but, even if he had been still in the room, she would
probably not have been any more able to control herself.
“You!” she cried, “Daniel, my Daniel!”
And turning to Mrs. Brian, who was sitting by the
window, she said, —
“Your conduct is perfectly shocking,
Sarah!” began the grim lady. But Sarah,
as harshly as if she had been speaking to a servant,
cut her short, saying, —
“You are in the way, and I beg you will leave
Mrs. Brian did so without saying a
word; and the countess sank into an arm-chair, as
if overcome by a sudden good fortune which she was
not able to endure, looking intensely at Daniel, who
stood in the centre of the room like a statue.
She had on a simple black merino dress;
she wore no jewelry; but her marvellous, fatal beauty
seemed to be all the more dazzling. The years
had passed over her without leaving any more traces
on her than the spring breeze leaves on a half-opened
rose. Her hair still shone with its golden flashes;
her rosy lips smiled sweetly; and her velvet eyes
caressed you still, till hot fire seemed to run in
Once before Daniel had been thus alone
with her; and, as the sensations he then felt rose
in his mind, he began to tremble violently. Then,
thinking of his purpose in coming here, and the treacherous
part he was about to act, he felt a desire to escape.
It was she who broke the charm. She began, saying, —
“You know, I presume, the misfortunes
that have befallen us. Your betrothed, Henrietta?
Has the count told you?”
Daniel had taken a chair. He replied, —
“The count has said nothing about his daughter.”
“Well, then, my saddest presentiments
have been fulfilled. Unhappy girl! I did
what I could to keep her in the right way. But
she fell, step by step, and finally so low, that one
day, when a ray of sense fell upon her mind, she went
and killed herself.”
It was done. Sarah had overcome
the last hesitation which Daniel still felt.
Now he was in the right temper to meet cunning with
cunning. He answered in an admirably-feigned
tone of indifference, —
Then, encouraged by the joyous surprise
he read in Sarah’s face, he went on, —
“This expedition has cost me
dear. Count Ville-Handry has just informed me
that he has lost his whole fortune. I am in the
“What! You are” —
“Ruined. Yes; that is to
say, I have been robbed, — robbed of every
cent I ever had. On the eve of my departure,
I intrusted a hundred thousand dollars, all I ever
possessed, to M. de Brevan, with orders to hold it
at Miss Henrietta’s disposal. He found it
easier to appropriate the whole to himself. So,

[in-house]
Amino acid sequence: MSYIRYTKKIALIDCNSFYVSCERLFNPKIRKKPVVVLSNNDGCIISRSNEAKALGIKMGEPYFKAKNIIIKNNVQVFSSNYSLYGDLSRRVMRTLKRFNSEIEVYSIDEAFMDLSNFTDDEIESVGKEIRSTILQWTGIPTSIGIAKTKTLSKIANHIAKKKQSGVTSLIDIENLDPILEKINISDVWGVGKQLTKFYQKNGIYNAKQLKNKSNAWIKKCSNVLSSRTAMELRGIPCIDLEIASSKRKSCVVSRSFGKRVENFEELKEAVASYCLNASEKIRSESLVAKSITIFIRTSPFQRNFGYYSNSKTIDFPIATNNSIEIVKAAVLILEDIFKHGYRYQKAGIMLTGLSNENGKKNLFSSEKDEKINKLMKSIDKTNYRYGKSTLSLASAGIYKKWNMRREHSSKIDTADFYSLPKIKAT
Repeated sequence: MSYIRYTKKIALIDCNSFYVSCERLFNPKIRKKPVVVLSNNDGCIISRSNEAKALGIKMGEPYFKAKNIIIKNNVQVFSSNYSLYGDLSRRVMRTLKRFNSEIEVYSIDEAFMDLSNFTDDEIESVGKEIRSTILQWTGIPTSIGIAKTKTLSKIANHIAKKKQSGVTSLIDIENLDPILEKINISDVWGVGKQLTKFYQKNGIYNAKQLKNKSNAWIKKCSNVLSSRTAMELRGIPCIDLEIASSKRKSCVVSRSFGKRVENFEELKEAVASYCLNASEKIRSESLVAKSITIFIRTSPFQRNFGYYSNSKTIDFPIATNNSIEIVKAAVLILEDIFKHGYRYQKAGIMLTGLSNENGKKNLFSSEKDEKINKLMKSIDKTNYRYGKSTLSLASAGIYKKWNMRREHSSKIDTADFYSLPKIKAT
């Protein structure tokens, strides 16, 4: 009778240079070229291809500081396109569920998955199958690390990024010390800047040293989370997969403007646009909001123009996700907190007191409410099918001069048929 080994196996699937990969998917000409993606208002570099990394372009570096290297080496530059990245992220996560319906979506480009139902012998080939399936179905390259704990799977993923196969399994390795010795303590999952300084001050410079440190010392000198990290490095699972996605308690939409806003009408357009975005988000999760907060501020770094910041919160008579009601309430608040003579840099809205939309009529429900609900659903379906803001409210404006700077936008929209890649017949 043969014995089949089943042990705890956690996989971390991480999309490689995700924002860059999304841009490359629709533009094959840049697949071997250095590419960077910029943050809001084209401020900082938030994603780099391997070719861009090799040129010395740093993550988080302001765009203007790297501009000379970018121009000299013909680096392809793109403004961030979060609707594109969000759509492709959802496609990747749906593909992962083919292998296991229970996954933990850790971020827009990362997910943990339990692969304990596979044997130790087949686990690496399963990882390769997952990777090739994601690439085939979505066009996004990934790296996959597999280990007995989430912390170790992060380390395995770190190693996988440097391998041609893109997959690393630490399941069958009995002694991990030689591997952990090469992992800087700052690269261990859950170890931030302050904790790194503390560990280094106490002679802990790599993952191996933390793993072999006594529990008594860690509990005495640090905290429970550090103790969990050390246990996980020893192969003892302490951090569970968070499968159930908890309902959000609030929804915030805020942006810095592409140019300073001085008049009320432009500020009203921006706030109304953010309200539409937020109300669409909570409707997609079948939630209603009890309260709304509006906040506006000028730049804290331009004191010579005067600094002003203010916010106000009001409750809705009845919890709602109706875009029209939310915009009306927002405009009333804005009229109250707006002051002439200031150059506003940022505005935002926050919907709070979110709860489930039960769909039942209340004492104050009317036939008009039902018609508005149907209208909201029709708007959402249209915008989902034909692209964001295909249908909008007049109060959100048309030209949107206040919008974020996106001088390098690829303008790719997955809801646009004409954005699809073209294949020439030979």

you see, I am reduced to my pittance of pay as a lieutenant.
That is not much.”
Sarah looked at Daniel with perfect
amazement. In any other man, this prodigious
confidence in a friend would have appeared to her the
extreme of human folly; in Daniel, she thought it
“Is that the reason why they
have arrested M. de Brevan?” she asked.
Daniel had not heard of his arrest.
“What!” he said. “Maxime” —
“Was arrested last night, and is kept in close
However well prepared Daniel was by
Papa Ravinet’s account, he could never have
hoped to manage the conversation as well as chance
did. He replied, —
“It cannot be for having robbed
me. M. de Brevan must have been arrested for
having attempted to murder me.”
The lioness who has just been robbed
of her whelps does not rise with greater fury in her
eyes than Sarah did when she heard these words.
“What!” she cried aloud. “He
has dared touch you!”
“Not personally; oh, no!
But he hired for the base purpose a wretched felon,
who was caught, and has confessed everything.
I see that the order to apprehend my friend Maxime
must have reached here before me, although it left
Saigon some time later than I did.”
Might not M. de Brevan be as cowardly
as Crochard when he saw that all was lost? This
idea, one would think, would have made Sarah tremble.
But it never occurred to her.
“Ah, the wretch!” she
repeated. “The scoundrel, the rascal!”
And, sitting down by Daniel, she asked
him to tell her all the details of these attempted
assassinations, from which he had escaped only by a
The Countess Sarah, in fact, never
doubted for a moment but that Daniel was as madly
in love with her as Planix, as Malgat, and Kergrist,
and all the others, had been, she had become so accustomed
to find her beauty irresistible and all powerful.
How could it ever have occurred to her, that this
man, the very first whom she loved sincerely, should
also be the first and the only one to escape from
her snares? She was taken in, besides, by the
double mirage of love and of absence.
During the last two years she had
so often evoked the image of Daniel, she had so constantly
lived with him in her thoughts, that she mistook the
illusion of her desires for the reality, and was no
longer able to distinguish between the phantom of
her dreams and the real person.
In the meantime he entertained her
by describing to her his actual position, lamenting
over the treachery by which he had been ruined, and
adding how hard he would find it at thirty to begin
the world anew.
And she, generally, so clearsighted,
was not surprised to find that this man, who had been
disinterestedness itself, should all of a sudden deplore
his losses so bitterly, and value money so highly.
“Why do you not marry a rich
woman?” she suddenly asked him.